Fort Knox Gold Bar Solid Gold Layered Donald Trump Autograph In God we Trust USA

EUR 14,67 Buy It Now or Best Offer 19d 21h, EUR 4,51 Shipping, 30-Day Returns, Garanzia cliente eBay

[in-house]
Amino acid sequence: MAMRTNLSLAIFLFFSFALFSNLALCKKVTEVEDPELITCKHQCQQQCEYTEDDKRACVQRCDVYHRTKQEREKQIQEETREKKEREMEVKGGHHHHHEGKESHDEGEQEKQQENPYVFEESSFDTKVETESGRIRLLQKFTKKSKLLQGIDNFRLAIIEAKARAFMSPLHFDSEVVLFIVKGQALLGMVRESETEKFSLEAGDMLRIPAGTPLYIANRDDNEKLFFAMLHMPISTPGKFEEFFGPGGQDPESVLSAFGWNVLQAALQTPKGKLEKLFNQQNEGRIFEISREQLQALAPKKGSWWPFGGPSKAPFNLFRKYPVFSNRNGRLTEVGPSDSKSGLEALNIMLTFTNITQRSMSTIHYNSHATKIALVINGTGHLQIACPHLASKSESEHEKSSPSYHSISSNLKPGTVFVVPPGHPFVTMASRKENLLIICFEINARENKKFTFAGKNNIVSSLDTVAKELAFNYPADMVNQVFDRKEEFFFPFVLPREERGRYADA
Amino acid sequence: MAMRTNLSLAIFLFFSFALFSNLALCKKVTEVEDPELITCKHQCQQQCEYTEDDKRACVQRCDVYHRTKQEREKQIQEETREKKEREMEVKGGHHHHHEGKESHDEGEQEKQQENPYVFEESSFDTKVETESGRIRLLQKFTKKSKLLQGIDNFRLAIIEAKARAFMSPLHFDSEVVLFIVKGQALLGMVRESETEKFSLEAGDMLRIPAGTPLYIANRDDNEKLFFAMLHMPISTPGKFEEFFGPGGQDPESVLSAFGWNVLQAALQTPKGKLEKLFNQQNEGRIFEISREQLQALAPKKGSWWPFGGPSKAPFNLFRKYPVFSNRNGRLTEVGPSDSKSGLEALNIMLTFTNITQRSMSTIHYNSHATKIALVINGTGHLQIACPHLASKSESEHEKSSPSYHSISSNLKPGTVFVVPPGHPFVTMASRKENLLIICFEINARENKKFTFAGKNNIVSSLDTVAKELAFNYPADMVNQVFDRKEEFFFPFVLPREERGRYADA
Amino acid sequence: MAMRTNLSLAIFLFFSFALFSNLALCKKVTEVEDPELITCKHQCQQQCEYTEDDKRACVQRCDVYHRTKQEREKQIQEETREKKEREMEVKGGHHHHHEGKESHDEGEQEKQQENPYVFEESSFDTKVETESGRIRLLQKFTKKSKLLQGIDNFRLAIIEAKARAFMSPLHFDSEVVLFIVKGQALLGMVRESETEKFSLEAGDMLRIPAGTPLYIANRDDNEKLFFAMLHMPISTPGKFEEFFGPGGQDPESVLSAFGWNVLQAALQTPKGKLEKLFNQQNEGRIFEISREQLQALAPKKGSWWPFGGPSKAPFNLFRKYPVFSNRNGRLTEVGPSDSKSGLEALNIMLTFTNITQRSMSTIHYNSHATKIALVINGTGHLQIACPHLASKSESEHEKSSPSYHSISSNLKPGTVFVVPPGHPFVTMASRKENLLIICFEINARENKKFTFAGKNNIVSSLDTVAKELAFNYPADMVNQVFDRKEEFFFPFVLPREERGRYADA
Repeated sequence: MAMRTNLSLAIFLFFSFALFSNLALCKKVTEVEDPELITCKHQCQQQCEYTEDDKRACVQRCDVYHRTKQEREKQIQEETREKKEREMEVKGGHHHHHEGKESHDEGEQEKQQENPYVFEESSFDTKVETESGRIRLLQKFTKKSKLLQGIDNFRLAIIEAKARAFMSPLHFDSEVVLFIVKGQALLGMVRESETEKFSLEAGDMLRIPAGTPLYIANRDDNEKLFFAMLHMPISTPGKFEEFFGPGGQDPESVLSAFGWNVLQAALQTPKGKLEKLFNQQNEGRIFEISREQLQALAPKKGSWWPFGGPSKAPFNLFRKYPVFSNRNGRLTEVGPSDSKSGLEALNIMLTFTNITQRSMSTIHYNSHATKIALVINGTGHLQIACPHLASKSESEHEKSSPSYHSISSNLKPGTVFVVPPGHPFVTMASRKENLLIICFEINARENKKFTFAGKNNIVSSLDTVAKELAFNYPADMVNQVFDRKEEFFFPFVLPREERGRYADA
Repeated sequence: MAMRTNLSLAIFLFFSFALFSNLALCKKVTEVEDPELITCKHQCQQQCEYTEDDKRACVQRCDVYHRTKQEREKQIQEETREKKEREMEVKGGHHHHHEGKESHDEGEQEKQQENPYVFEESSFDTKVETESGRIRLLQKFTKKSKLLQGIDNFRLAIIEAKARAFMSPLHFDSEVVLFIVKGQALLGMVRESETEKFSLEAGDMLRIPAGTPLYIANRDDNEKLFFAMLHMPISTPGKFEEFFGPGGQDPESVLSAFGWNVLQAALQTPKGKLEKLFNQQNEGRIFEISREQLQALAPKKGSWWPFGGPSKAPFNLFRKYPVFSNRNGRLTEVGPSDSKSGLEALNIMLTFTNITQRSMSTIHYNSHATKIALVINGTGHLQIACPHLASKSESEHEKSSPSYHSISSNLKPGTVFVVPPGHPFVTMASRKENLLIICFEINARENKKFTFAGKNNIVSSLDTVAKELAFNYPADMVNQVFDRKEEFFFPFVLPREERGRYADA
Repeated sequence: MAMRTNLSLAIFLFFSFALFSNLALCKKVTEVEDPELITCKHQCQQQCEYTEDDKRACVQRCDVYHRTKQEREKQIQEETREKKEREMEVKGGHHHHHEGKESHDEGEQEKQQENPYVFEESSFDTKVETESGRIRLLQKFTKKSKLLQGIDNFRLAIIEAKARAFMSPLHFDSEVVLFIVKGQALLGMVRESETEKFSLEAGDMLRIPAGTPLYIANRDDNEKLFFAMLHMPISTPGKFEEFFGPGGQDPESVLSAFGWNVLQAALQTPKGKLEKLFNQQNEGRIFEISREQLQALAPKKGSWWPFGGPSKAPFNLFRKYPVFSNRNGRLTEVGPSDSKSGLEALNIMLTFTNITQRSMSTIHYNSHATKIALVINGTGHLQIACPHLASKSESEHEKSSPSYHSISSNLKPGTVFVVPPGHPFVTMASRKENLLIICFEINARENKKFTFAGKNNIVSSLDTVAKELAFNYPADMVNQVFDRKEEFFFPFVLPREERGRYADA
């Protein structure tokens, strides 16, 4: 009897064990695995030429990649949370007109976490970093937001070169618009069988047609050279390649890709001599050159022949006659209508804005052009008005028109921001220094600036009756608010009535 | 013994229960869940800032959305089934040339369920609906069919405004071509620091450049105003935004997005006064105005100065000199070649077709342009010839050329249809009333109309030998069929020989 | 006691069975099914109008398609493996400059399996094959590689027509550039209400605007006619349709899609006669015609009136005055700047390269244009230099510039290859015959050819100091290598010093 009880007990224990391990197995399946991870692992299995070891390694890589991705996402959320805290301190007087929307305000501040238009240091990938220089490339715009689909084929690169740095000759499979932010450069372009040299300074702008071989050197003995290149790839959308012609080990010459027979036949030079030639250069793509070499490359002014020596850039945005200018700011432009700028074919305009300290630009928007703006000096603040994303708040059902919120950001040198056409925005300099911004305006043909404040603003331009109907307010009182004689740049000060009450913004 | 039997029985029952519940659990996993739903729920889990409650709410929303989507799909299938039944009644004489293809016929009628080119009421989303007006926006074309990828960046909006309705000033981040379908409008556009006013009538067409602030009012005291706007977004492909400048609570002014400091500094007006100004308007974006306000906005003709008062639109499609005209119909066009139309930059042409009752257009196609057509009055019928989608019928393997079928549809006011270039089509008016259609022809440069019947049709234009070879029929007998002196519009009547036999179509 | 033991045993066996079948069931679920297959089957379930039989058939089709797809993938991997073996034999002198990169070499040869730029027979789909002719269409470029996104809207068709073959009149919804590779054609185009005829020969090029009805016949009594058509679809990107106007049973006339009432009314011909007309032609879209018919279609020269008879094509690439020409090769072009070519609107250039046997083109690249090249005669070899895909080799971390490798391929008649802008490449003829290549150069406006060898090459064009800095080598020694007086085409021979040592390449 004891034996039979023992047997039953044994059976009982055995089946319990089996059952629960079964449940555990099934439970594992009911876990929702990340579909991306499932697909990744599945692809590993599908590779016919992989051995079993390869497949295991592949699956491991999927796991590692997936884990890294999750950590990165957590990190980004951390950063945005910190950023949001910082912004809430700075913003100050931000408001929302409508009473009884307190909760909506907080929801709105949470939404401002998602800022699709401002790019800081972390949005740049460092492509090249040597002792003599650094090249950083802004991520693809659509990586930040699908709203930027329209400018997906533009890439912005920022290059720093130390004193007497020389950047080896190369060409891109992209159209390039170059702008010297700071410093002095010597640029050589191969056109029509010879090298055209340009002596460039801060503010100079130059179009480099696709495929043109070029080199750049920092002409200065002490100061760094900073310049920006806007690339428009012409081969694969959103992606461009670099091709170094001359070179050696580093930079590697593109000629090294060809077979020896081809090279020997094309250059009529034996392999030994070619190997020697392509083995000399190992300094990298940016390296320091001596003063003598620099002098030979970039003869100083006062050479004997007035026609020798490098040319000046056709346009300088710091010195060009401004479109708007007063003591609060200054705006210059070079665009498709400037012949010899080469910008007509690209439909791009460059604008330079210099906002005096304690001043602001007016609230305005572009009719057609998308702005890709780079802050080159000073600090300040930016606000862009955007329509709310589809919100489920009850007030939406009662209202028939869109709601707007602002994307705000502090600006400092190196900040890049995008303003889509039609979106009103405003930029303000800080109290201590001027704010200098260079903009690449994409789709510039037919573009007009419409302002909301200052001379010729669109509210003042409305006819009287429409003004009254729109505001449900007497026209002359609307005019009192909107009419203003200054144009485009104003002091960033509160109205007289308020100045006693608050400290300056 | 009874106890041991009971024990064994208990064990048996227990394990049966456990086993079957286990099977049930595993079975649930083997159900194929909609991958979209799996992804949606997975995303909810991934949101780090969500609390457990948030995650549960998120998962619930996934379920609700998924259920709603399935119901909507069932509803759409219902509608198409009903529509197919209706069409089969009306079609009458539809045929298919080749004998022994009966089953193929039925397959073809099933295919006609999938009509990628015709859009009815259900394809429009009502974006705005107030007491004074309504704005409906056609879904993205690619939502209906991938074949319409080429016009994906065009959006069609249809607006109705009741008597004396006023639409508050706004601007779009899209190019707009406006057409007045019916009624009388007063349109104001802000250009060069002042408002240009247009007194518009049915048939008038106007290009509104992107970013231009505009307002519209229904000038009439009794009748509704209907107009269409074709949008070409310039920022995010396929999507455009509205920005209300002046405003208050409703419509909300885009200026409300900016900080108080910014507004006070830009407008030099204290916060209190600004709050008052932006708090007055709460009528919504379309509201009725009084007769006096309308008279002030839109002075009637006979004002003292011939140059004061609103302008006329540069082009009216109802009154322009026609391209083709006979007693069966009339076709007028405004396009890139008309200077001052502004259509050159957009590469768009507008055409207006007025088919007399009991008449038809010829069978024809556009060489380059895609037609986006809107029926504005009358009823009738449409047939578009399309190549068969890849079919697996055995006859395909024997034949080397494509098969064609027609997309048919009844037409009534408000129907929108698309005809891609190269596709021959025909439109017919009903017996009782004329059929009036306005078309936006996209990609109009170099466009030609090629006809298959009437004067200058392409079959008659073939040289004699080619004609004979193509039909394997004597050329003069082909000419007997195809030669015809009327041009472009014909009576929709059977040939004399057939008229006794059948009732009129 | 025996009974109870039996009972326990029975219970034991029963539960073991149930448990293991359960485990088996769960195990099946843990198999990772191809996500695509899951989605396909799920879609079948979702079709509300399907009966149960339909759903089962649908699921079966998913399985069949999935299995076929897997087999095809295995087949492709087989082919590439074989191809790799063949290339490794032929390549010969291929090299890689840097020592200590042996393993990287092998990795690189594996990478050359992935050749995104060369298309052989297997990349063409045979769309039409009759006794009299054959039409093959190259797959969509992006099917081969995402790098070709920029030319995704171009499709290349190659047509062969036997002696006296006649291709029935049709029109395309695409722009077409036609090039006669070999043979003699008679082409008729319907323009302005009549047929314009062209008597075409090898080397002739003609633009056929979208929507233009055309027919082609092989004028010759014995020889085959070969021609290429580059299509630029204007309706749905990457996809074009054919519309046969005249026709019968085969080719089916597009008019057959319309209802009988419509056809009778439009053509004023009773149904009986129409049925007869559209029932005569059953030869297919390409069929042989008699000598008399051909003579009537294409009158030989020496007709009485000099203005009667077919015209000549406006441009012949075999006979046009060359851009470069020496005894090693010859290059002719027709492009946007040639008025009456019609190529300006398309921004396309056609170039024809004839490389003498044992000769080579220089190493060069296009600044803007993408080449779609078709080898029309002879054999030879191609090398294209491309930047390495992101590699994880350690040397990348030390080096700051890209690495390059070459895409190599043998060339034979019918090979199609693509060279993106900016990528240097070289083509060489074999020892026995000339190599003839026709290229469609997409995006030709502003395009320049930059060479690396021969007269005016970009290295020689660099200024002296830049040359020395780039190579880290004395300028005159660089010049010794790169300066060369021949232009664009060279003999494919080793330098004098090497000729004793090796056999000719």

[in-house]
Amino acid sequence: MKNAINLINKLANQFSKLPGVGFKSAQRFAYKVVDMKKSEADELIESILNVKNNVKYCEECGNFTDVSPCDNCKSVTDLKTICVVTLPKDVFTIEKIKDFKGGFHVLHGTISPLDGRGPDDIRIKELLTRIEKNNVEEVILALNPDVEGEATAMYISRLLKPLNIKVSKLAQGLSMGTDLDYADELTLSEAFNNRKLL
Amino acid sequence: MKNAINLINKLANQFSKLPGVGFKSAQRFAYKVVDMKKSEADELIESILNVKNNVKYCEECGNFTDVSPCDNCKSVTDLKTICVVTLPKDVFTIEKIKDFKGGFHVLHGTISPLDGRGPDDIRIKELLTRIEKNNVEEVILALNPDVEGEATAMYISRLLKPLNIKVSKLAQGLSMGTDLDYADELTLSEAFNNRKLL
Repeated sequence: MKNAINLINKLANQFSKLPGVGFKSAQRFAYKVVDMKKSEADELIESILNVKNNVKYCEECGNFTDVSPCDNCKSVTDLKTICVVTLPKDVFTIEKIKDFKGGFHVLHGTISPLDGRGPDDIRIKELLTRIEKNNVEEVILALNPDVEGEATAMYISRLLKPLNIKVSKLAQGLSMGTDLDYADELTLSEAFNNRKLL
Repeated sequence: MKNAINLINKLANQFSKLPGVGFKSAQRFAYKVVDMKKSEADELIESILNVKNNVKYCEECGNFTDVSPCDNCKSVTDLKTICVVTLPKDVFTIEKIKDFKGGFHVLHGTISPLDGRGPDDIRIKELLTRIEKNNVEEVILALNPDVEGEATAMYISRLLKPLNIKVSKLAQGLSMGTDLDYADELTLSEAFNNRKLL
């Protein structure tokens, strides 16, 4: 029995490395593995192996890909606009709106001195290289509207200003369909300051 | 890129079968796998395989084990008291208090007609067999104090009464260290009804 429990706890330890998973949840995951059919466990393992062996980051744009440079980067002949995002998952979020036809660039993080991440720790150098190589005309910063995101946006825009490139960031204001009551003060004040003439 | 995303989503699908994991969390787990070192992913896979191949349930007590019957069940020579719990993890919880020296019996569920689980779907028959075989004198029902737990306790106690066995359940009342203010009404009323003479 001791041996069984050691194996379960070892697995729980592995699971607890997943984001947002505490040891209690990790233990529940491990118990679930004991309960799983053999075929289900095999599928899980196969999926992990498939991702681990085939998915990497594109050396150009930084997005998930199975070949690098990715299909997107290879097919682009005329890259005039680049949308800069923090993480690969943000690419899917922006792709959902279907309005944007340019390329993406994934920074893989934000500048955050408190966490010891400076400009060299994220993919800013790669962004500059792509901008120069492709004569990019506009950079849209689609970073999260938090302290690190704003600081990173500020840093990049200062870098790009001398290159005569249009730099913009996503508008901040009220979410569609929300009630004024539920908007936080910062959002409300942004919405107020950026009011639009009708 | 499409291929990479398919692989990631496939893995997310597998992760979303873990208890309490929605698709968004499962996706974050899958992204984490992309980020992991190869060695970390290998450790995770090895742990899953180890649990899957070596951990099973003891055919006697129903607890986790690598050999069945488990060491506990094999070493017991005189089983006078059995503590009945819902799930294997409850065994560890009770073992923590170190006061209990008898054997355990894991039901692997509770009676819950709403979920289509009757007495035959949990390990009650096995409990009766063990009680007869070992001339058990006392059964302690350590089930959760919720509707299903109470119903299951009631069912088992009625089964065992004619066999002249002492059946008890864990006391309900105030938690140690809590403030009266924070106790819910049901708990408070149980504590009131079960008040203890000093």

Seller: Top-Rated Seller notinashyway (17.273) 99.7%, Location: Look at my other Items, Ships to: Worldwide, Item: 303280820618 Fort Knox Gold Bar Dimension 43mm x 30mm x 3mm Weights 1 oz 999/1000 Solid Gold Layered The Front has the American Eagle Shield Logo with the words "Fort Knox", "United States" , "In God we Trust" and "Kentcky Mint 2018" The back has the eagle logo with the words"Federal Reserve""United States of America" "45th President of the United States" It then has Donald Trump Signature and underneath his name "Donald John Trump" The bottom of the ingot states "1oz 999/1000 Solid Gold Layered" Comes in air-tight acrylic Case. A Beautiful coin and Magnificent Keepsake Souvenir In Excellent Condition Sorry about the poor quality photos. They dont do the ingot justice which looks a lot better in real life I always combined postage on multiple items and I have a lot of Similar items to this on Ebay so why not > Check out my other items! Bid with Confidence - Check My Almost 100% Positive Feedback from over 15000 Satisfied Customers I always combine postage so please check out my other items! I Specialise in Unique Fun Items So For that Interesting Conversational Piece, A Birthday Present, Christmas Gift, A Comical Item to Cheer Someone Up or That Unique Perfect Gift for the Person Who has Everything....You Know Where to Look for a Bargain! ### PLEASE DO NOT CLICK HERE ### Be sure to add me to your favourites list!All Items Dispatched within 24 hours of Receiving Payment. Thanks for Looking and Best of Luck with the Bidding!!The Countries I Send to Include Afghanistan * Albania * Algeria * American Samoa (US) * Andorra * Angola * Anguilla (GB) * Antigua and Barbuda * Argentina * Armenia * Aruba (NL) * Australia * Austria * Azerbaijan * Bahamas * Bahrain * Bangladesh * Barbados * Belarus * Belgium * Belize * Benin * Bermuda (GB) * Bhutan * Bolivia * Bonaire (NL) * Bosnia and Herzegovina * Botswana * Bouvet Island (NO) * Brazil * British Indian Ocean Territory (GB) * British Virgin Islands (GB) * Brunei * Bulgaria * Burkina Faso * Burundi * Cambodia * Cameroon * Canada * Cape Verde * Cayman Islands (GB) * Central African Republic * Chad * Chile * China * Christmas Island (AU) * Cocos Islands (AU) * Colombia * Comoros * Congo * Democratic Republic of the Congo * Cook Islands (NZ) * Coral Sea Islands Territory (AU) * Costa Rica * Croatia * Cuba * Curaçao (NL) * Cyprus * Czech Republic * Denmark * Djibouti * Dominica * Dominican Republic * East Timor * Ecuador * Egypt * El Salvador * Equatorial Guinea * Eritrea * Estonia * Ethiopia * Falkland Islands (GB) * Faroe Islands (DK) * Fiji Islands * Finland * France * French Guiana (FR) * French Polynesia (FR) * French Southern Lands (FR) * Gabon * Gambia * Georgia * Germany * Ghana * Gibraltar (GB) * Greece * Greenland (DK) * Grenada * Guadeloupe (FR) * Guam (US) * Guatemala * Guernsey (GB) * Guinea * Guinea-Bissau * Guyana * Haiti * Heard and McDonald Islands (AU) * Honduras * Hong Kong (CN) * Hungary * Iceland * India * Indonesia * Iran * Iraq * Ireland * Isle of Man (GB) * Israel * Italy * Ivory Coast * Jamaica * Jan Mayen (NO) * Japan * Jersey (GB) * Jordan * Kazakhstan * Kenya * Kiribati * Kosovo * Kuwait * Kyrgyzstan * Laos * Latvia * Lebanon * Lesotho * Liberia * Libya * Liechtenstein * Lithuania * Luxembourg * Macau (CN) * Macedonia * Madagascar * Malawi * Malaysia * Maldives * Mali * Malta * Marshall Islands * Martinique (FR) * Mauritania * Mauritius * Mayotte (FR) * Mexico * Micronesia * Moldova * Monaco * Mongolia * Montenegro * Montserrat (GB) * Morocco * Mozambique * Myanmar * Namibia * Nauru * Navassa (US) * Nepal * Netherlands * New Caledonia (FR) * New Zealand * Nicaragua * Niger * Nigeria * Niue (NZ) * Norfolk Island (AU) * North Korea * Northern Cyprus * Northern Mariana Islands (US) * Norway * Oman * Pakistan * Palau * Palestinian Authority * Panama * Papua New Guinea * Paraguay * Peru * Philippines * Pitcairn Island (GB) * Poland * Portugal * Puerto Rico (US) * Qatar * Reunion (FR) * Romania * Russia * Rwanda * Saba (NL) * Saint Barthelemy (FR) * Saint Helena (GB) * Saint Kitts and Nevis * Saint Lucia * Saint Martin (FR) * Saint Pierre and Miquelon (FR) * Saint Vincent and the Grenadines * Samoa * San Marino * Sao Tome and Principe * Saudi Arabia * Senegal * Serbia * Seychelles * Sierra Leone * Singapore * Sint Eustatius (NL) * Sint Maarten (NL) * Slovakia * Slovenia * Solomon Islands * Somalia * South Africa * South Georgia (GB) * South Korea * South Sudan * Spain * Sri Lanka * Sudan * Suriname * Svalbard (NO) * Swaziland * Sweden * Switzerland * Syria * Taiwan * Tajikistan * Tanzania * Thailand * Togo * Tokelau (NZ) * Tonga * Trinidad and Tobago * Tunisia * Turkey * Turkmenistan * Turks and Caicos Islands (GB) * Tuvalu * U.S. Minor Pacific Islands (US) * U.S. Virgin Islands (US) * Uganda * Ukraine * United Arab Emirates * United Kingdom * United States * Uruguay * Uzbekistan * Vanuatu * Vatican City * Venezuela * Vietnam * Wallis and Futuna (FR) * Yemen * Zambia * Zimbabwe A gold bar, also called gold bullion or a gold ingot, is a quantity of refined metallic gold of any shape that is made by a bar producer meeting standard conditions of manufacture, labeling, and record keeping. Larger gold bars that are produced by pouring the molten metal into molds are called ingots. Smaller bars may be manufactured by minting or stamping from appropriately rolled gold sheets. The standard gold bar held as gold reserves by central banks and traded among bullion dealers is the 400-troy-ounce (12.4 kg or 438.9 ounces) Good Delivery gold bar. The kilobar, which is 1000 grams in mass (32.15 troy ounces), is the bar that is more manageable and is used extensively for trading and investment. The premium on these bars when traded is very low over the spot value of the gold, making it ideal for small transfers between banks and traders. Most kilobars are flat, although some investors, particularly in Europe, prefer the brick shape.[1] Asian markets differ in that they prefer gram gold bars as opposed to Troy ounce measurements. Popular sizes in the Asian region include 10 grams, 100 grams and 1,000 gram bars.[2] Types A minted bar (left) and a cast bar (right) Based upon how they are manufactured, gold bars are categorized as having been cast or minted, with both differing in their appearance and price.[1] Cast bars are created in a similar method to that of ingots, whereby molten gold is poured into a bar-shaped mold and left to solidify. This process often leads to malformed bars with uneven surfaces which, although imperfect, make each bar unique and easier to identify. Cast bars are also cheaper than minted bars, because they are quicker to produce and require less handling. Minted bars are made from gold blanks that have been cut to a required dimension from a flat piece of gold. These are identified by having smooth and even surfaces. Security features To prevent bars from being counterfeited or stolen, manufacturers have developed ways to verify genuine bars, with the most common way being to brand bars with registered serial numbers or providing a certificate of authenticity. In a recent trend, many refineries would stamp serial numbers even on the smallest bars, and the number on the bar should match the number on accompanying certificate.[3] In contrast to cast bars (which are often handled directly), minted bars are generally sealed in protective packaging to prevent tampering and keep them from becoming damaged. A hologram security feature known as a Kinegram can also be inserted into the packaging. Bars that contain these are called Kinebars.[4] 1 oz diffractive kinebar Bar in protective casing Standard bar weights Gold prices (US$ per troy ounce), in nominal US$ and inflation adjusted US$ from 1914 onward Gold is measured in troy ounces, often simply referred to as ounces when the reference to gold is evident. One troy ounce is equivalent to 31.1034768 grams. Commonly encountered in daily life is the avoirdupois ounce, an Imperial weight in countries still using British weights and measures or United States customary units. The avoirdupois ounce is lighter than the troy ounce; one avoirdupois ounce equals 28.349523125 grams.[5] The super-size is worth more than the standard gold bar held and traded internationally by central banks and bullion dealers is the Good Delivery bar with a 400 oz (troy-ounce) (12.4 kg or 438.9 ounces) nominal weight. However, its precise gold content is permitted to vary between 350 oz and 430 oz. The minimum purity required is 99.5% gold. These bars must be stored in recognized and secure gold bullion vaults to maintain their quality status of Good Delivery. The recorded provenance of this bar assures integrity and maximum resale value.[6] One tonne = 1000 kilograms = 32,150.746 troy ounces. One kilogram = 1000 grams = 32.15074656 troy ounces. One tola = 11.6638038 grams = 0.375 troy ounces. One tael = 50 grams.[notes 1] TT (ten tola) = 117 grams (3.75 oz) Tola is a traditional Indian measure for the weight of gold and prevalent to this day. Many international gold manufacturers supply tola bars of 999.96 purity. Saying something is “as secure as Fort Knox” implies way stronger protection than you might have realized. As home to about half of the U.S. gold reserves, Fort Knox has been called the most secure vault on the planet. You won’t be able to get too close to the United States Bullion Depository (the proper name of Fort Knox) because it’s surrounded by a steel fence. Even the building itself is hardcore, made of concrete-lined granite and reinforced by steel to help it withstand attacks, according to the U.S. Treasury. The U.S. Treasury says Fort Knox is “equipped with the latest and most modern protective devices.” It hasn’t confirmed exactly what those devices are, but rumor has it the vault grounds are surrounded by land mines and electric fences; when a laser is triggered, and a radar keeps watch over the area. (Learn these 20 secrets a home security installer won’t tell you.) The Treasury doesn’t hide anything about the guards outside, though. There’s one guard box at each of the building’s four corners, plus sentry boxes by the entrance. And you won’t want to mess with them—the basement of Fort Knox has a shooting range where guards can work on their aim. If anything were to happen, the site also happens to share its home with 40,000 soldiers, family members, and civilian employees at the Fort Knox Army post. The building also has its own emergency power plant and water system. (They might not be Fort Knox-worthy, but don’t miss these 13 tips that can save your home from a break-in.) Not that it would be easy to even make it this far, but the door to the vault is made of steel and concrete and weighs more than 20 tons. No single person knows how to get in. Instead, certain staff members know just one of several combinations, and they’d need to dial them separately to open the vaults. Condition: In Excellent Condition, Shape: Bar, Modified Item: No, Country/Region of Manufacture: United States, Fineness: Layered, Precious Metal Content per Unit: Layered, Unit Quantity: 1, Brand/Mint: Fort Knox, Unit Type: Unit, Total Precious Metal Content: Unknown